(A) Dosage.
(B) Effectiveness.
(C) Potential side effects.
(D) Safety.
(E) The importance of receiving recommended preventative health screenings.
(F) That self-administered hormonal contraception does not protect against sexually transmitted infections.
(h) For nicotine replacement products, the California Code of Regulations requires a pharmacist to complete the following steps:
(1) Review the patient’s current tobacco use and past quit attempts.
(2) Ask the patient screening questions related to pregnancy, heart attacks, history of heart ailments, chest pain, or nasal allergies.
(3) Review the instructions for use with every patient using a nicotine replacement product.
(i) For vaccines, Section 1746.4 of Title 16 of the California Code of Regulations requires a pharmacist to notify each patient’s primary care provider of any vaccine administered to the patient, or enter the appropriate information in a patient record system shared with the primary care provider, as permitted by the primary care provider.
(j) Notwithstanding the number, complexity, and importance of a pharmacist’s duties, including those new obligations described above, the Legislature has heard uncontradicted testimony that licensed pharmacists are left alone for indeterminate periods of time in the pharmacy and are, simultaneously, required by such establishments to perform nonpharmacist functions such as staffing cash registers and assisting consumers in purchasing prescriptions, groceries, and other nonpharmacy goods. Survey information of pharmacists working in pharmacies reinforces the testimony.
(k) Staffing inadequacies like these interfere with the professional responsibilities of licensed pharmacists, including those requiring time and professional judgment listed above, and pose a risk to the public health because it leaves licensed pharmacists an insufficient amount of time to perform their licensed functions safely and lawfully, exercise their professional discretion, and comply with their legal and ethical obligations to protect the health and well-being of patients.

SEC. 2.

 Section 4113.5 is added to the Business and Professions Code, to read:

4113.5.
 (a) A community pharmacy shall not require a pharmacist employee to engage in the practice of pharmacy at any time the pharmacy is open to the public, unless either another employee of the pharmacy or, if the pharmacy is located within another establishment, an employee of the establishment within which the pharmacy is located, is made available to assist the pharmacist at all times.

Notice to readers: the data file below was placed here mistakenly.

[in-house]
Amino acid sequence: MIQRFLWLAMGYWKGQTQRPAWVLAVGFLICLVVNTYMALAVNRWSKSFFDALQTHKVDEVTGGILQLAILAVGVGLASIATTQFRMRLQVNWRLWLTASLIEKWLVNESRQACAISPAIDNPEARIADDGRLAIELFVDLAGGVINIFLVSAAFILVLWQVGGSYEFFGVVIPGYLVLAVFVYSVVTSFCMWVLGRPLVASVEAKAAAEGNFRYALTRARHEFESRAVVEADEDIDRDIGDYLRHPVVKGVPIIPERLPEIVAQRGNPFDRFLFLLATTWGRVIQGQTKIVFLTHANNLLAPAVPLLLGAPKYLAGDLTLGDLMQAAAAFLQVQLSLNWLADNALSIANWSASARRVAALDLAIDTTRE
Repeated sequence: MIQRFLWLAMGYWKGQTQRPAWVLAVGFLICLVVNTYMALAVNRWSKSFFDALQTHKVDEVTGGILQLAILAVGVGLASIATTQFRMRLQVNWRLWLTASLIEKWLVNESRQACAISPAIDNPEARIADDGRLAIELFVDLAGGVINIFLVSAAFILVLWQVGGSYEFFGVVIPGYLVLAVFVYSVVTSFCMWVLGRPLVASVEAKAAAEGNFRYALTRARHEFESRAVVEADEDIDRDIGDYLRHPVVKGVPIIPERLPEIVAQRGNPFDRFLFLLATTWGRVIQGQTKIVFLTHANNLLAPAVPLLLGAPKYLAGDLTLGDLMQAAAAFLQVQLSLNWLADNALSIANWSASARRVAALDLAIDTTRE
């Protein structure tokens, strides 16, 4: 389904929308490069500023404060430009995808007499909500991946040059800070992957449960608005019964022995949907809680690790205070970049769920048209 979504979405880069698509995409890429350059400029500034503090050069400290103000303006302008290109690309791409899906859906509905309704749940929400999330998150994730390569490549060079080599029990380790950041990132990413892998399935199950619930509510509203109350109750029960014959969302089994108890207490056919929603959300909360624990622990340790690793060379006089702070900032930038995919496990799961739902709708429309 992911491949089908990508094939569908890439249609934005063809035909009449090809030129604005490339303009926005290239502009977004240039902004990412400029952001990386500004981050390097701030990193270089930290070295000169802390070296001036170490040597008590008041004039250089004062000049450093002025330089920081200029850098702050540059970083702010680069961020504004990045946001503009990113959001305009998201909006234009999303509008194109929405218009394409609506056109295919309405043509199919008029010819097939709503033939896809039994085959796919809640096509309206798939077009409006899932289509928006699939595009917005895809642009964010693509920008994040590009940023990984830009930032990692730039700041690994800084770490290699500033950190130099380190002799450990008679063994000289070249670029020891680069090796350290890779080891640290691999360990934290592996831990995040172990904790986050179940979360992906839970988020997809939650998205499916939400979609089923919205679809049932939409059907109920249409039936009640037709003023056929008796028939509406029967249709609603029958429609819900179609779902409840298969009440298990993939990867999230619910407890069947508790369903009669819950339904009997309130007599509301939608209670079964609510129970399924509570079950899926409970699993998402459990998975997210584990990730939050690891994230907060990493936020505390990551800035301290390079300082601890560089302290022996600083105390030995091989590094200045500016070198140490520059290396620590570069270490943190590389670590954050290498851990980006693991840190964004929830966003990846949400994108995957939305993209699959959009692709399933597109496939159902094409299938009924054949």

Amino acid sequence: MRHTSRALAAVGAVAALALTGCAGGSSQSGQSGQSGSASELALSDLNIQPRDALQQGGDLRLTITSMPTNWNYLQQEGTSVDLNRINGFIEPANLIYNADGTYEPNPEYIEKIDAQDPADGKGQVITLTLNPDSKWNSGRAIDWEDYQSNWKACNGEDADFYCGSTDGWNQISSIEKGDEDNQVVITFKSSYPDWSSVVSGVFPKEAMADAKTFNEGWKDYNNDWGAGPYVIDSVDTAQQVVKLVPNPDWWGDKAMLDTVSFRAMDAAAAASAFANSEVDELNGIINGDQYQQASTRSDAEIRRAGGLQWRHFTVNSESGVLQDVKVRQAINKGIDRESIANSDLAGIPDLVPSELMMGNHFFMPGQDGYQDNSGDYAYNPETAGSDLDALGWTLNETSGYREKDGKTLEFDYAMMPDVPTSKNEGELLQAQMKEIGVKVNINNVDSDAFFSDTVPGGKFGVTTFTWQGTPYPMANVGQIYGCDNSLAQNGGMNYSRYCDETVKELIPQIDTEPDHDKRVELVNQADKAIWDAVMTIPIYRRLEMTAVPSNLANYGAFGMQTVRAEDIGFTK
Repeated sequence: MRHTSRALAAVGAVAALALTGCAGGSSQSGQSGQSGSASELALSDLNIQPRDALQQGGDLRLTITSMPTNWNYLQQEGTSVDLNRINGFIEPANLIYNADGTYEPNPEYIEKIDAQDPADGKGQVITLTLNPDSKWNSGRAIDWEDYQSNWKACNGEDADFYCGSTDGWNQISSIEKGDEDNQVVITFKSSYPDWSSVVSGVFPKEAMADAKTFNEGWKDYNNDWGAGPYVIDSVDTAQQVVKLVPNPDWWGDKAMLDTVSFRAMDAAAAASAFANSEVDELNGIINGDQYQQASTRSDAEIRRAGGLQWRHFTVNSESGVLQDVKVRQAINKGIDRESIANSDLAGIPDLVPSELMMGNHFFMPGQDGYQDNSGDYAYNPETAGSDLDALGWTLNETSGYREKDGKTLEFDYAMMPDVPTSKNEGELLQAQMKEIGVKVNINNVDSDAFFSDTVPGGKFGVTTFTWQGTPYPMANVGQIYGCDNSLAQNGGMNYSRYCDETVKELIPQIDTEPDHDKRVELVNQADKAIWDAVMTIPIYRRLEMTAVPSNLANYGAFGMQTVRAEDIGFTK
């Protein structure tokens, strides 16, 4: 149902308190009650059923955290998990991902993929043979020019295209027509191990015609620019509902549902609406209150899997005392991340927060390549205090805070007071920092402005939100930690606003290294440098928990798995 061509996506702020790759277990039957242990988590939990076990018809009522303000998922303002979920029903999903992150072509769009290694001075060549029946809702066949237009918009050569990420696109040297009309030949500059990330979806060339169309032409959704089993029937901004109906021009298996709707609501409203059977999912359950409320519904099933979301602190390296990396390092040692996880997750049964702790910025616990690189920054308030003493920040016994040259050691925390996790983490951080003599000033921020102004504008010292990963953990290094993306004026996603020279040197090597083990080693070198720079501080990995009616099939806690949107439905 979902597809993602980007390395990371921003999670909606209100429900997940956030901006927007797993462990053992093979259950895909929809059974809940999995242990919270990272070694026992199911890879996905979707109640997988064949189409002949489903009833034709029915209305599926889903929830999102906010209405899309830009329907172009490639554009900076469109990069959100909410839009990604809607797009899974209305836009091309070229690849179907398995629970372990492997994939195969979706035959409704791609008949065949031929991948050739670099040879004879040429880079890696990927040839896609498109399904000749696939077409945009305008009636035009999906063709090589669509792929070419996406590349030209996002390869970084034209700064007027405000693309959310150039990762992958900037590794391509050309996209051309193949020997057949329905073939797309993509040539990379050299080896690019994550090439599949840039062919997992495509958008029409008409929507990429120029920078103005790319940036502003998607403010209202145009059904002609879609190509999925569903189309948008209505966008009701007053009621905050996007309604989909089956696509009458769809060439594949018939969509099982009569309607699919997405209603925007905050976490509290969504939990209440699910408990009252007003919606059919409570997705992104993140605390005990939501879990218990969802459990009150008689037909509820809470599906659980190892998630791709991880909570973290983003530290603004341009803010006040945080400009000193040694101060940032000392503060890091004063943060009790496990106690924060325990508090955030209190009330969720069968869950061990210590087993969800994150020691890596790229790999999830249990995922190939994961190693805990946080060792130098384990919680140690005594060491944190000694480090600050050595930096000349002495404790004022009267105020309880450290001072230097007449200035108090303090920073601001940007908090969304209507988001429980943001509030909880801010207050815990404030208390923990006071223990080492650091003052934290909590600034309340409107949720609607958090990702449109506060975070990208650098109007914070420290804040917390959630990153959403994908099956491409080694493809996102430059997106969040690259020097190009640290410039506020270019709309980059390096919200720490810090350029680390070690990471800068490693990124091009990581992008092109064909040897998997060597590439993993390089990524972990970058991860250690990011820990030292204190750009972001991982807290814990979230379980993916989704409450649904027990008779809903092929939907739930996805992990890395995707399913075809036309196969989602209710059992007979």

(b) This section shall not apply to any of the following:
(1) A hospital pharmacy, as defined in Section 4029 or 4056.
(2) A pharmacy located in a hospital facility, including, but not limited to, a building where outpatient services are provided in accordance with the hospital’s license.
(3) A pharmacy owned or operated by a federal, state, local, or tribal government entity, including, but not limited to, a correctional pharmacy, a University of California pharmacy, or a pharmacy operated by the State Department of State Hospitals.
(4) A pharmacy owned by a person or persons who, collectively, control the majority of the beneficial interest in no more than four pharmacies in California.
(5) A pharmacy entirely owned and operated by a health care service plan that exclusively contracts with no more than two medical groups in the state to provide, or arrange for the provision of, professional medical services to the enrollees of the plan.
(6) A pharmacy that permits patients to receive medications at a drive-through window when both of the following conditions are met:
(A) A pharmacist is working during the times when patients may receive medication only at the drive-through window.
(B) The pharmacist’s employer does not require the pharmacist to retrieve items for sale to patients if the items are located outside the pharmacy. These items include, but are not limited to, items for which a prescription is not required.
(7) Any other pharmacy from which controlled substances, dangerous drugs, or dangerous devices are not furnished, sold, or dispensed at retail.
(c) A violation of subdivision (a) is not subject to subdivision (a) of Section 4321.
(d) The board shall not take action against a pharmacy for a violation of this section if both of the following apply:
(1) Another employee is unavailable to assist the pharmacist due to reasonably unanticipated circumstances, including, but not limited to, illness, injury, family emergency, or the employee’s termination or resignation.
(2) The pharmacy takes all reasonable action to make another employee available to assist the pharmacist.
(e) This section shall not be construed to permit an employee who is not licensed under this chapter to engage in any act for which a license is required under this chapter.